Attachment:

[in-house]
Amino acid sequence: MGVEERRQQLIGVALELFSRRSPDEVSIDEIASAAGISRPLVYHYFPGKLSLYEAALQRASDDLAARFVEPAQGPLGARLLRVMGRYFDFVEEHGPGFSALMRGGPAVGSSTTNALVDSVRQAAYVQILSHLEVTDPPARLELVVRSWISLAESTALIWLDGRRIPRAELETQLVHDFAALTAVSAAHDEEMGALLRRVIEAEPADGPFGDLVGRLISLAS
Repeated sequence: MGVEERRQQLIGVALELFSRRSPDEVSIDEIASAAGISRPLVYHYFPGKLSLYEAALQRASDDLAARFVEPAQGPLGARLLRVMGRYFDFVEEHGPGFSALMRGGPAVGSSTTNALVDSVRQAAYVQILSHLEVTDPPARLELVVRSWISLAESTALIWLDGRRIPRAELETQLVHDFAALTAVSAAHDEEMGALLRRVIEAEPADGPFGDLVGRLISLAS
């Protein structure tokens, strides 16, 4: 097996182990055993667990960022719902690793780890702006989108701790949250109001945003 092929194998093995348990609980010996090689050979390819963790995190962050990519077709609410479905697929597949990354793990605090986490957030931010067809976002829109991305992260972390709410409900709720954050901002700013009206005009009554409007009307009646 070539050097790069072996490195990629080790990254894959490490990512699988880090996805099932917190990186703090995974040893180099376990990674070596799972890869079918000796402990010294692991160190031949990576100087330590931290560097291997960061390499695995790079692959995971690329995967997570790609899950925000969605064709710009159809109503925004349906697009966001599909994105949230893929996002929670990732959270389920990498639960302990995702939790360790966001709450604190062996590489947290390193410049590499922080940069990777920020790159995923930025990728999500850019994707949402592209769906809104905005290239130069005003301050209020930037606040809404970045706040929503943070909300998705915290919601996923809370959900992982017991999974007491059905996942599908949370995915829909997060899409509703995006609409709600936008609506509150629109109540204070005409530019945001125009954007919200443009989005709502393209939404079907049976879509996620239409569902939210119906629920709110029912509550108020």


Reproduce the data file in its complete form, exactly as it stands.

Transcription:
[in-house]
Amino acid sequence: MGVEERRQQLIGVALELFSRRSPDEVSIDEIASAAGISRPLVYHYFPGKLSLYEAALQRASDDLAARFVEPAQGPLGARLLRVMGRYFDFVEEHGPGFSALMRGGPAVGSSTTNALVDSVRQAAYVQILSHLEVTDPPARLELVVRSWISLAESTALIWLDGRRIPRAELETQLVHDFAALTAVSAAHDEEMGALLRRVIEAEPADGPFGDLVGRLISLAS
Repeated sequence: MGVEERRQQLIGVALELFSRRSPDEVSIDEIASAAGISRPLVYHYFPGKLSLYEAALQRASDDLAARFVEPAQGPLGARLLRVMGRYFDFVEEHGPGFSALMRGGPAVGSSTTNALVDSVRQAAYVQILSHLEVTDPPARLELVVRSWISLAESTALIWLDGRRIPRAELETQLVHDFAALTAVSAAHDEEMGALLRRVIEAEPADGPFGDLVGRLISLAS
């Protein structure tokens, strides 16, 4: 097996182990055993667990960022719902690793780890702006989108701790949250109001945003 092929194998093995348990609980010996090689050979390819963790995190962050990519077709609410479905697929597949990354793990605090986490957030931010067809976002829109991305992260972390709410409900709720954050901002700013009206005009009554409007009307009646 070539050097790069072996490195990629080790990254894959490490990512699988880090996805099932917190990186703090995974040893180099376990990674070596799972890869079918000796402990010294692991160190031949990576100087330590931290560097291997960061390499695995790079692959995971690329995967997570790609899950925000969605064709710009159809109503925004349906697009966001599909994105949230893929996002929670990732959270389920990498639960302990995702939790360790966001709450604190062996590489947290390193410049590499922080940069990777920020790159995923930025990728999500850019994707949402592209769906809104905005290239130069005003301050209020930037606040809404970045706040929503943070909300998705915290919601996923809370959900992982017991999974007491059905996942599908949370995915829909997060899409509703995006609409709600936008609506509150629109109540204070005409530019945001125009954007919200443009989005709502393209939404079907049976879509996620239409569902939210119906629920709110029912509550108020």